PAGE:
Perfect!

Yesterday, I looked at the present perfect simple tense, a tricky customer for people learning English. The progressive aspect can also of course be in the past and the future, and can be combined with the continuous (progressive) aspect. As with the present perfect simple, the perfect aspect always joins two different time periods together. The present perfect simple is the most common way you’ll use the perfect aspect, but let’s have a quick look at the other ways we use it:

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S: the Story of a Letter

If you’re a native English speaker, you probably don’t think about individual letters too often. Why would you? You use them pretty much automatically. So if I asked you to¬†talk about the letter s, you might not have much to say. But for people who have to learn English, it’s quite important, and can prove to be a tricky little customer.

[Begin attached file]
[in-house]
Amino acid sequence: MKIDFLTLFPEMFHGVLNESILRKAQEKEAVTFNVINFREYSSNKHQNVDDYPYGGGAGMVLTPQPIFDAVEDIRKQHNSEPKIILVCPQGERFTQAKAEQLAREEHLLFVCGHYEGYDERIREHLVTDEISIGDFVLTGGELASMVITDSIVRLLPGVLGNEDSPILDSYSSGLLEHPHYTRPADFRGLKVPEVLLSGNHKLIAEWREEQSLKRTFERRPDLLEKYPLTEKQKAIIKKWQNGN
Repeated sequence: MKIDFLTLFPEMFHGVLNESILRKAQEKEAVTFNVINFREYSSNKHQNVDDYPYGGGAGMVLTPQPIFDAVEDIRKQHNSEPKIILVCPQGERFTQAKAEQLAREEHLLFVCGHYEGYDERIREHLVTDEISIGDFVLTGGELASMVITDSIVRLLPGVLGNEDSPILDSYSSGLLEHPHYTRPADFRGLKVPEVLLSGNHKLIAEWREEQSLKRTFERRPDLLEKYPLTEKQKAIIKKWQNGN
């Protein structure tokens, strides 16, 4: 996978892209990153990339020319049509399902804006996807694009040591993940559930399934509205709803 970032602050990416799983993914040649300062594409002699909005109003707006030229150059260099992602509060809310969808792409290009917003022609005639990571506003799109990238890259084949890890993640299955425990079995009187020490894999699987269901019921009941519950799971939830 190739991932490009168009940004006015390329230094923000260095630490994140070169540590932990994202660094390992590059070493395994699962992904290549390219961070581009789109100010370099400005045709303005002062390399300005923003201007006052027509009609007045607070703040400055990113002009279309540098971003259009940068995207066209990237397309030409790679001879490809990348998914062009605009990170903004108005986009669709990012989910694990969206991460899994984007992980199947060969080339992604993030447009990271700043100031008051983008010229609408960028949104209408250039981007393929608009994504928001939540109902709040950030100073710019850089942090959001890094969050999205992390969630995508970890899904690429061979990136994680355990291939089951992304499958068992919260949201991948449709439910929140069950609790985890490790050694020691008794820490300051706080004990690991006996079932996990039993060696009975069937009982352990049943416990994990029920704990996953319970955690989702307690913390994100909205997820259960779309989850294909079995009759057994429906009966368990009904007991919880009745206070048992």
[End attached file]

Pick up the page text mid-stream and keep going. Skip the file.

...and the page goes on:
The first area of confusion is with plurals. Most languages don’t add s to make a plural, like English does, so it can be very hard for speakers of those languages to remember to add the s. Even when some languages do add an s, it’s in a slightly different way. Portuguese and Spanish, for example, often add an s to a noun to make it plural. But, they also add an s to adjectives describing those nouns, leading a lot of Portuguese and Spanish speakers to do the same thing in English. French is similar, but the s is generally silent, meaning that a lot of French speakers don’t pronounce it even if they write it.

But the most common area of error is with third-person singular verbs. That might sound like gibberish, but let me demonstrate: Continue reading